A diet of fast food and take-out meals was a key reason housewife Chng Kah Sing, who has diabetes and high blood pressure, struggled to keep her blood sugar levels in check in the past.
But with encouragement from nurses to incorporate brown rice and vegetables into her meals, as well as yearly phone calls from a nurse counsellor reminding her to do a blood test, Mdm Chng’s diabetes is now under control.
The 57-year-old is one of the early beneficiaries of the Primary Care Network, a virtual network piloted in 2012 of general practitioners, who deliver care more holistically as a team with nurses and others.
Since the start of this year, eight new Primary Care Networks have joined the existing two – Frontier and NUHS.
The 10 networks comprise 340 general practitioner clinics, which are also clinics on the Community Health Assist Scheme. They will receive support from the Ministry of Health in the form of funding for nurse counsellors and care coordinators, as well as support to establish chronic disease registries.
The extra services available through the networks mean patients have more convenient access to diabetic foot screening and eye screening. The chronic disease registry means their outcomes are more effectively monitored.
The Ministry of Health said S$45 million a year has been set aside to support the Primary Care Network scheme for the next five years.
On a visit to the Mutual Healthcare Medical Clinic in Sengkang on Monday (Jan 15), Senior Minister of State for Health Lam Pin Min said the participation rate of GPs in the scheme was “reasonably good”, but fell short of the ministry’s target of 25 per cent of GPs – or about 375 of about 1,500 GP clinics here, according to last year’s figures.
While some GPs remain apprehensive about “what the whole… scheme is all about”, Dr Lam said participating GPs would be better resourced, have financial support and be able to share resources and best practices.
Mutual Healthcare Medical Clinic’s Dr Wong Tien Hua is part of Frontier Primary Care Network, piloted in 2012 and which now consists of 39 clinics.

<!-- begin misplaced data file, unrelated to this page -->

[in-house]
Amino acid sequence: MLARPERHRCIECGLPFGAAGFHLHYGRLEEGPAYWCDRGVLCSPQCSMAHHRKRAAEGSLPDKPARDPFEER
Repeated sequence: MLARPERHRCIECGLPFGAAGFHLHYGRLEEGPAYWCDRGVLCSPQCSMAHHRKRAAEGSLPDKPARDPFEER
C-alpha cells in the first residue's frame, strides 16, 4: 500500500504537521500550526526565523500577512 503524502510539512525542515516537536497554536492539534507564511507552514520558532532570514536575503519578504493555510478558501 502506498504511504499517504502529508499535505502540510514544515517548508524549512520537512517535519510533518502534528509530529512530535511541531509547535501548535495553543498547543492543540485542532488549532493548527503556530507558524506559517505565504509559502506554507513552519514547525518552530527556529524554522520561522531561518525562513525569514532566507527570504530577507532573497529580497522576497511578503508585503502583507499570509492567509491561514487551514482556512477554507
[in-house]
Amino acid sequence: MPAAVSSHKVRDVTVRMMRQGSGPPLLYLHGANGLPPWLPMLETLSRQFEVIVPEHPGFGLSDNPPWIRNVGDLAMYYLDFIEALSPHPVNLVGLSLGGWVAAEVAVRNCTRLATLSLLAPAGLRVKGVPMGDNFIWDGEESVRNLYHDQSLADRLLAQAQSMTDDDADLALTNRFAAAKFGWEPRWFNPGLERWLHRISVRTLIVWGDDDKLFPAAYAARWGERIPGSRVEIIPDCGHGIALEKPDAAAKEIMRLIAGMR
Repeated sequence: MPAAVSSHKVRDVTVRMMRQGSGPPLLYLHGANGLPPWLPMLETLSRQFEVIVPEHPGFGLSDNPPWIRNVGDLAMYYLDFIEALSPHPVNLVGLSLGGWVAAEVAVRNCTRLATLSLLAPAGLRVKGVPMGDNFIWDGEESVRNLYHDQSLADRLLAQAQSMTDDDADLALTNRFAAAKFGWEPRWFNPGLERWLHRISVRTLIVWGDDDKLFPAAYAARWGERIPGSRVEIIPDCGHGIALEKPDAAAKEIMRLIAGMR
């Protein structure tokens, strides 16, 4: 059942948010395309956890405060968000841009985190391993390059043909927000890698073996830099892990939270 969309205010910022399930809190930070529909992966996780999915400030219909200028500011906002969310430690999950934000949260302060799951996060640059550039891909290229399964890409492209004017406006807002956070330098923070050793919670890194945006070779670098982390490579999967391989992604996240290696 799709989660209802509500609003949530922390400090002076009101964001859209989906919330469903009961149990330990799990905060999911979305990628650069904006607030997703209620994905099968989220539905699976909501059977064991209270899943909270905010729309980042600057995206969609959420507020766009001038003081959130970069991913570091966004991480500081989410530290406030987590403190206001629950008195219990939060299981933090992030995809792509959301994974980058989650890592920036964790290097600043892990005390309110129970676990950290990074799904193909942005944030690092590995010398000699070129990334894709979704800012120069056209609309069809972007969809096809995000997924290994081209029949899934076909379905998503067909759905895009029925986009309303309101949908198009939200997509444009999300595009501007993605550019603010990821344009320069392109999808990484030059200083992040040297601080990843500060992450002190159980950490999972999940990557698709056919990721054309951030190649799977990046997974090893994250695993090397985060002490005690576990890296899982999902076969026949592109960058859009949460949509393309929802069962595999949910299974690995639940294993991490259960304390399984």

Doctors would previously spend four to five sessions with newly diagnosed diabetic patients, but Dr Wong said he can now refer them to a nurse counsellor to work on lifestyle-related issues such as diet, weight management and smoking cessation.
This frees up a doctor to focus on medical aspects such as educating patients about disease management and complications, adjusting their medication and monitoring for side effects, he said.
Frontier network’s nurse counsellor rotates among different clinics.
Frontier’s Primary Care Network leader, Dr Chong Chin Kwang, said tracking of patients’ conditions was more adhoc in the past and is much more systematic now.
Leaders oversee the overall development of the networks, including clinical governance.
Dr Chong noted different GPs have different operational capabilities. “We’re still at the infancy stage and we want to see how to work together to give the best quality of care… It will take time,” he said.
The new Primary Care Networks formed this year from an application call last year are:
- Assurance, led by Dr Jacqueline Yam of AcuMed Medical Group;
- Central-North, led by Camry Medical Centre’s Dr Teo Boon See;
- Class, led by Mission Medical Clinic’s Dr Leong Choon Kit;
- i-CARE, led by Sims Drive Medical Clinic’s Dr Lim Chien Chuan;
- Parkway Shenton, led by Dr Jason Yap;
- Raffles Medical, led by Dr Chng Shih Kiat;
- SingHealth Partners, led by Dr Lily Aw of Lily Aw Pasir Ris Family Clinic & Surgery (SingHealth DOT) and Dr Rick Chan of Kingsley Family Clinic (SingHealth Regional); and
- United, led by Northeast Medical Group’s Dr Chee Boon Ping.